Weekly Brief: General Motors Latest to Slam Brakes on Driverless Tech

How starry-eyed we were 18 months ago?

Waymo stood on the doorstep of launching its robo-taxi service and General Motors’ Cruise announced that it was on the precipice of a driverless taxi service that would “change the world.” Not 50 years from now. Not a decade in the future. No, GM Cruise would do this by 2019 and, by and large, we believed them!

How times have changed. Twenty-nineteen is no longer the future. It is today, already halfway into the history books and the driverless car revolution is… let’s just say not so revolutionary. It’s more like an ongoing exercise in delays and deflection. Last week GM Cruise joined the crowd when it announced that its self-imposed 2019 deadline would not be met. Furthermore, it failed to offer a new deadline in its place.

Dan Ammann, GM Cruise’s CEO, dropped this bombshell in a puff of obfuscation. He wrote in a blog post: “In order to reach the level of performance and safety validation required to deploy a fully driverless service in San Francisco, we will be significantly increasing our testing and validation miles over the balance of this year, which has the effect of carrying the timing of fully driverless deployment beyond the end of the year.”

To be fair, GM Cruise is not the only one. Back in April of this year Ford reneged on its promise to mass produce a self-driving car by 2021. By way of explanation, Ford CEO Jim Hackett could only offer that his company had “overestimated the arrival of autonomous vehicles”. He, too, did not say when Ford would deploy a self-driving car to market. As for Waymo, its robo-taxi service is technically operational, if you’re willing to include a small service that is located in a suburb of a second-tier city and which is only open to a tiny group of pre-registered users, under the umbrella of “operational”. Most would call it a pilot. Potato, pot-ah-to. A revolution it is not.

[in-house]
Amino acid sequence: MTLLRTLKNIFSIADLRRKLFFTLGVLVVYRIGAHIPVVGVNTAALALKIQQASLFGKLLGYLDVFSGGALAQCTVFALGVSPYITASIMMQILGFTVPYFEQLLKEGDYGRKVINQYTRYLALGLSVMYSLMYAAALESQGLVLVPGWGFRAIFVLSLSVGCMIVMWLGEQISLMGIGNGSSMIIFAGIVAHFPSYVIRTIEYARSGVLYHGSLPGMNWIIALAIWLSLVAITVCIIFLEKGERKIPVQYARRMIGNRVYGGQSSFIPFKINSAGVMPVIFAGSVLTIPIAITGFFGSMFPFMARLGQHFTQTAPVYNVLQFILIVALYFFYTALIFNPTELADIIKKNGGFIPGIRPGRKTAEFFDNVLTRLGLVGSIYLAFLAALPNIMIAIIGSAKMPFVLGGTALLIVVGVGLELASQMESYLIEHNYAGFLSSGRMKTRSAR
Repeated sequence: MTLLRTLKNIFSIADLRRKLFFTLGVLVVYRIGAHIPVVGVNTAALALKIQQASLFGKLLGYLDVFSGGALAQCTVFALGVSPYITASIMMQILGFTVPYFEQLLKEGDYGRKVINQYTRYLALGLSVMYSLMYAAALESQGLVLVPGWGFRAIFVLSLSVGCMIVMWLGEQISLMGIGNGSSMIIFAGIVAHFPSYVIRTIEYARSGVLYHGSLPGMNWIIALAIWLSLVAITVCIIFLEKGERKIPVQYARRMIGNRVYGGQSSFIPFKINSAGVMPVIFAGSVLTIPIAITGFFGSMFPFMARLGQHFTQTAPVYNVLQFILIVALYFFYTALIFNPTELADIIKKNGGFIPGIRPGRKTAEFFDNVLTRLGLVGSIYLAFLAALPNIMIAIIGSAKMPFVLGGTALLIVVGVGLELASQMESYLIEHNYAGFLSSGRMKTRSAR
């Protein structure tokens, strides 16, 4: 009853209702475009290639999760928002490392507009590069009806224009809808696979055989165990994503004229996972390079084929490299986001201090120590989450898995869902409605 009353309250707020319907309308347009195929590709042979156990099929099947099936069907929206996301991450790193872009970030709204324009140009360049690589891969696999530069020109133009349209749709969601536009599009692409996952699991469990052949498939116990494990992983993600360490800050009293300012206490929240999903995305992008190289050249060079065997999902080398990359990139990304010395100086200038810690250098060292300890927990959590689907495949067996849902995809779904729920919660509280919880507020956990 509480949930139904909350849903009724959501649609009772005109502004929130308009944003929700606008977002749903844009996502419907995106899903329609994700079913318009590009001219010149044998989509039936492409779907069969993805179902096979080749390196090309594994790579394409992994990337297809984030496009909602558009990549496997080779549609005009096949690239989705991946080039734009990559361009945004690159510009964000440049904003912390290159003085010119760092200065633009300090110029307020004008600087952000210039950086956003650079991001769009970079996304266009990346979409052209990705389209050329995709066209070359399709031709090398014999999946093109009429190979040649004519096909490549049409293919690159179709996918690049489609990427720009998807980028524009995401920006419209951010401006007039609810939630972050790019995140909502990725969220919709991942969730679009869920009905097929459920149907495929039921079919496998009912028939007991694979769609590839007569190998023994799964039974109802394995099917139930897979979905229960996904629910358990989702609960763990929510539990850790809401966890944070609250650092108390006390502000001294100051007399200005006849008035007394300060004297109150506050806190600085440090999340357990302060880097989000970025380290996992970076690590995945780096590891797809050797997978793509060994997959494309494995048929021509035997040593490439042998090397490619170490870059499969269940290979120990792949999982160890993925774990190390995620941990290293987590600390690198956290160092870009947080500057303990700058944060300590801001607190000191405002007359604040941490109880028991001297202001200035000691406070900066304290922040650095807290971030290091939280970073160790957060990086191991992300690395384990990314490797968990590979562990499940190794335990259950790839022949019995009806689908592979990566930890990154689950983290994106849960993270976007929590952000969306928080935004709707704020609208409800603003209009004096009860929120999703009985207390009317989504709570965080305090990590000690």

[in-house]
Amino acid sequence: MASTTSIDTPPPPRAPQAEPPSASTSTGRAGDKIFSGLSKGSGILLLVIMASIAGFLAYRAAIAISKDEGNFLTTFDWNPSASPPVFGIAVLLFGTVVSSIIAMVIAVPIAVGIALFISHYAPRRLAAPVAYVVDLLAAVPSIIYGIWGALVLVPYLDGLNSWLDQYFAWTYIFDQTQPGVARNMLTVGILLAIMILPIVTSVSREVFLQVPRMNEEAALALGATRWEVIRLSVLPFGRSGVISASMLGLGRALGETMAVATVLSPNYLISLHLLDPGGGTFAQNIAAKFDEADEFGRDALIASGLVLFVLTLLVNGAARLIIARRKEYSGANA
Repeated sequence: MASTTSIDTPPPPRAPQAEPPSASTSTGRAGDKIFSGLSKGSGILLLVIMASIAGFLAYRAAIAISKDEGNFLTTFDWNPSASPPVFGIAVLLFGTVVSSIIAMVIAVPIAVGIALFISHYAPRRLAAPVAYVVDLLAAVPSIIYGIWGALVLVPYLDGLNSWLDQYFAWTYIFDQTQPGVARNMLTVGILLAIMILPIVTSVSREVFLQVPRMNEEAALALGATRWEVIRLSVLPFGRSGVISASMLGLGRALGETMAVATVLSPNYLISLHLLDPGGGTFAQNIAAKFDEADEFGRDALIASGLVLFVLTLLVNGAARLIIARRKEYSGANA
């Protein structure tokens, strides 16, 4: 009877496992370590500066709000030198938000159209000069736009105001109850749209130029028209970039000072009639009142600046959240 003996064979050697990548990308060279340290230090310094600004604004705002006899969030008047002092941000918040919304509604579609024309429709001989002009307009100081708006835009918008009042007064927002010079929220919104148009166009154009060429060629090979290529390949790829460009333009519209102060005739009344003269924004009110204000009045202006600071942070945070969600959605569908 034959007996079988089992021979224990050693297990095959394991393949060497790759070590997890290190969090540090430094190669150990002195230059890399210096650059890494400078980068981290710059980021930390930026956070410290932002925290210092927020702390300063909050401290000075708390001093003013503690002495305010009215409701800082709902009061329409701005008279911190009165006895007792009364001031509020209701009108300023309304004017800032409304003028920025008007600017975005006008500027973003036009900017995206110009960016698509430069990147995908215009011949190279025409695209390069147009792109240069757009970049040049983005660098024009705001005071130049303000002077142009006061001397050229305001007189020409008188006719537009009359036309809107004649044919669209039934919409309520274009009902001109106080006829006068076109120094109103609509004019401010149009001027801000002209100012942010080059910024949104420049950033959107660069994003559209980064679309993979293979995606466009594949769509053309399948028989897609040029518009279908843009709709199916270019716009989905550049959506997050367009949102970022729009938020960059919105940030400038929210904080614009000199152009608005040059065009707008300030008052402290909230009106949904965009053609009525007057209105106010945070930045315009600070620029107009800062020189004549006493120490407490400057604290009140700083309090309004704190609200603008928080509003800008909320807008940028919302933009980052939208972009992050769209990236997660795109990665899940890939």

To be clear, the fact that tech companies and carmakers are moving slowly here is not a bad thing. To the contrary, it’s a good thing, not to mention essential in a world where one hit pedestrian could: a) take someone’s life and; b) derail a decade’s worth of research, development, pilots and partnerships. Just ask Uber about that one, after one of its test vehicles struck and killed a pedestrian in Arizona in March 2018. Its autonomous vehicle division still hasn’t recovered from the setback. Patience, practice and safety are thus paramount, for everyone’s well-being.

That’s what Ammann says GM Cruise is focused on in San Francisco. Over the coming year it plans to increase its street presence while it ramps up testing and validation. It also plans to build out electric vehicle charging infrastructure throughout the city so that the city can handle a fleet of all-electric robo-taxis when they arrive in mass.

This all sounds very sensible. Indeed, that’s what we seem to have transitioned to – a time of common sensible. The risk of winning the robo-taxi race is that you could lose it all in spectacular fashion. Better to stay in the pack, wait for federal and state regulation, continue to increase education and exposure and master your own technology. The revolution will be here soon enough, once we’ve learned to stop waiting for it.

One comment

  1. Avatar Indroneel Mukerji 29th July 2019 @ 5:09 pm

    The days of the high adrenaline risk-taking enterprise is no more. Caution, verification, marking time with governments and legislation, ensuring the brand image does not have a catastrophic fail, is the order of the day. The brave new world of autonomous vehicles is not so brave after all. Commercial freight will be the first to go autonomous; in the US, PRC, Canada and some countries in the EU. India might well be the last to get on board.

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